Tiananmen Revisited: My Interview with Exiled Political Reformer Yang Jianli
28 years after June 4, a date associated with trauma and bloodshed, I am left with more questions than history textbooks can answer.
Today, Chinese Americans represent the largest of minority Asian ethnic groups in America. The IIE recently reported that around 2 in 5 international students enrolled in American education came from China. Yet discussion about the 1989 incident among these Chinese youth groups continues to remain paltry.
After having independently discovered at age 17 the Tiananmen Massacre through Josh Azarella’s Tank Man reconstruction, I developed an interest in recovering memories of the Tiananmen struggle in America, where many exiles who narrowly escaped the killings now reside under US protection.
Yang Jianli is one of these thousands of Chinese activists who in 1989 took to the streets to protest for increased democratic reforms in China, and continues to face scrutinization from the Chinese government. Today, he runs Initiatives for China and travels around the world speaking for non-violent democratic reform.
Upon landing in DC to begin my photo project, I sat with Yang Jianli to discuss his current activities in America.
What is your connection to the Tiananmen Massacre?
At the time I was still studying in the US but had flown to China to participate in the protests. I will never forget the terror I witnessed in June of 1989. I and many students were at the intersection of Changan Street, where on June 3rd, the military began their killing spree. With my own eyes, I saw tanks run over students there. The military had received orders from above to open fire on the crowd. I witnessed one of my comrades get killed only a few feet away from me. I narrowly escaped death before returning to America.
Recently, I have been trying to petition for UNECSO’s Memory of the World Registry to accept the infamous picture of Tank Man. Everybody recognizes this photo. Even TIME has lauded it as one of the 100 Most Influential Photos of All Time. But the Chinese goverment does not want this photo to be circulated. They have been pressuring the Director General of UNESCO to reject this photo from their collection.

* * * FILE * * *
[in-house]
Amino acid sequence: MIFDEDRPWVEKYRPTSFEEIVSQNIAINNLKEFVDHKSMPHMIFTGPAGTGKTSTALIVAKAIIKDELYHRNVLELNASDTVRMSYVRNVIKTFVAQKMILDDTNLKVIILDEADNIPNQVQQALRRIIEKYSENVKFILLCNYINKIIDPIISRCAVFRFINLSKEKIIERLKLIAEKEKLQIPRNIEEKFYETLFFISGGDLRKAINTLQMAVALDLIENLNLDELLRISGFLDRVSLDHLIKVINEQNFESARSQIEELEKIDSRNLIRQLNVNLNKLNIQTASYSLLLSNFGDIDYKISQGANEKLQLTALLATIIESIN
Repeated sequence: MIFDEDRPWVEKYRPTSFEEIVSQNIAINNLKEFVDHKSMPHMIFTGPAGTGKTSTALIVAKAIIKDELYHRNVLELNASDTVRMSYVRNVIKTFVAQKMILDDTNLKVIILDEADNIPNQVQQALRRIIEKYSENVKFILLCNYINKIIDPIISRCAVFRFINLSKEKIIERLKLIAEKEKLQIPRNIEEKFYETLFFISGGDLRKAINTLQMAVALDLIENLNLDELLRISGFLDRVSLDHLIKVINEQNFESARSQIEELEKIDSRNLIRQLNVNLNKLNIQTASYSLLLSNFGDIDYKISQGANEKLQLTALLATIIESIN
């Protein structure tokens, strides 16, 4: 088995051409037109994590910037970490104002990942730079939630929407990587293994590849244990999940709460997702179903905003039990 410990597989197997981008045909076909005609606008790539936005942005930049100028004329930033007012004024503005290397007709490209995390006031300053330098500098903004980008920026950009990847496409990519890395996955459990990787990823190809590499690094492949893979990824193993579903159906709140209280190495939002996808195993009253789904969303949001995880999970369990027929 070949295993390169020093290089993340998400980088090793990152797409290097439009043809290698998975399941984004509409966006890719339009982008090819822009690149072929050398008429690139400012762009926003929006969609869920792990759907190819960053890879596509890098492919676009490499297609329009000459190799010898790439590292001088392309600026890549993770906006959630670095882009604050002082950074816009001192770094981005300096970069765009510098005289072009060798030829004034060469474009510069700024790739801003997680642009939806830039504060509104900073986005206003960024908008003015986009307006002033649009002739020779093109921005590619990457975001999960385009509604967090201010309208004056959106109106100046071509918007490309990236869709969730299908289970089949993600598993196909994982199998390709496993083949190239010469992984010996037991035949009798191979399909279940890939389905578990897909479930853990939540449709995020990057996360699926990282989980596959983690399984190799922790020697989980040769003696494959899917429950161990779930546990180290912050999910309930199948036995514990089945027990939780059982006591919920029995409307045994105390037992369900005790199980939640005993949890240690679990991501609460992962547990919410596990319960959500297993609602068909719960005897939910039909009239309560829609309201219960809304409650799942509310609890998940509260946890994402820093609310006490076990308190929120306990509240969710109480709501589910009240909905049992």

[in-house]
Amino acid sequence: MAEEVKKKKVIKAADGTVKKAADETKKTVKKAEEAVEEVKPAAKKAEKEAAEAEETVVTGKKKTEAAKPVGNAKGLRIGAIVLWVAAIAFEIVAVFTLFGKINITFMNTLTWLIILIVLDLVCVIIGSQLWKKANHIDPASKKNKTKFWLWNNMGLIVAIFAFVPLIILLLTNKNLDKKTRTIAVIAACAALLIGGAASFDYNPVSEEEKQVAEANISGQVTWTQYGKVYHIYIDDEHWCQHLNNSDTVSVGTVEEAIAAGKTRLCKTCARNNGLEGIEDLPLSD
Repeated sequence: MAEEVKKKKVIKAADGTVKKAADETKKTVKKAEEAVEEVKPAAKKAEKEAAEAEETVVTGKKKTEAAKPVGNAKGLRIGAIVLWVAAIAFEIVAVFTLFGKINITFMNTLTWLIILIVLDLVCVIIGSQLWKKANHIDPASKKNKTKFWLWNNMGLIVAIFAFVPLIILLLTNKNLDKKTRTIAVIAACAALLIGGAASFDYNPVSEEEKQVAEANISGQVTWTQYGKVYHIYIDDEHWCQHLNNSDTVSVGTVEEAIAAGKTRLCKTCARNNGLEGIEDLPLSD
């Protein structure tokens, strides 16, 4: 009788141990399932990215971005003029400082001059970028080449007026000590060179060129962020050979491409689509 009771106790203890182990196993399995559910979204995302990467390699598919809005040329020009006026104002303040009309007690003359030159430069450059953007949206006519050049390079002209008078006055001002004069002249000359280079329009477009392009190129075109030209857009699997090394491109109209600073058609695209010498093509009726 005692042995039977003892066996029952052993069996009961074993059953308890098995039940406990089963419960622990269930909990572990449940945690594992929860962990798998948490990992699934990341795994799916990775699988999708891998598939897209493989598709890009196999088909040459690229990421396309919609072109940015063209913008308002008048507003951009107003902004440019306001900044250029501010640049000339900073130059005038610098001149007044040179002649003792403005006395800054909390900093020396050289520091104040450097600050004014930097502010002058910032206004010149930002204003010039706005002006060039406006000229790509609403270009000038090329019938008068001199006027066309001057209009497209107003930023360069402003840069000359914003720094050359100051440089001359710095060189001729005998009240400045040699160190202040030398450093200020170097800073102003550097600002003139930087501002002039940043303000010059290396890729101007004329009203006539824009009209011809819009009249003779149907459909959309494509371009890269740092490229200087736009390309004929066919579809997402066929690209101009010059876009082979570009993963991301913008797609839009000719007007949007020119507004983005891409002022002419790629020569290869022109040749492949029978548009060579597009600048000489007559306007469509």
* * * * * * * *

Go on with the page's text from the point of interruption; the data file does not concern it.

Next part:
Why is it so important to memorialize this photo?
Everybody knows the one young man in the photo who stood against the string of tanks to stop them from entering Tiananmen Square. He is a hero in our eyes. But we often forget the second hero who was part of this story, the man inside the foremost tank who stopped and did not open fire to kill, despite executive orders. He, I believe, is the key to China’s future.
I want to re-define what it means to be a hero. On the day the infamous Tank Man was photographed, two heroes were born. The photo is evidence that the man in the tank, the supposed enemy, was in fact our friend. Only when the Chinese people recognise this and demand for non-violence, can the nation come to a peaceful reconciliation.
How do Chinese milennials feel about these events? Do they talk about it?
The reality is that many young Chinese people are disengaged or do not even know that the Tiananmen Massacre happened. And those who are aware of what happened do not know much detail about the truth. This is saddening because many youths in China do still have a strong sense of belief and justice. The bottom line is that the government killed many young people in an event not so long ago but this information is not clearly relayed to youths. Truth is truth, and people need to open their minds to what happened to really press for the government to reverse the verdict.
What does your support network in America comprise of?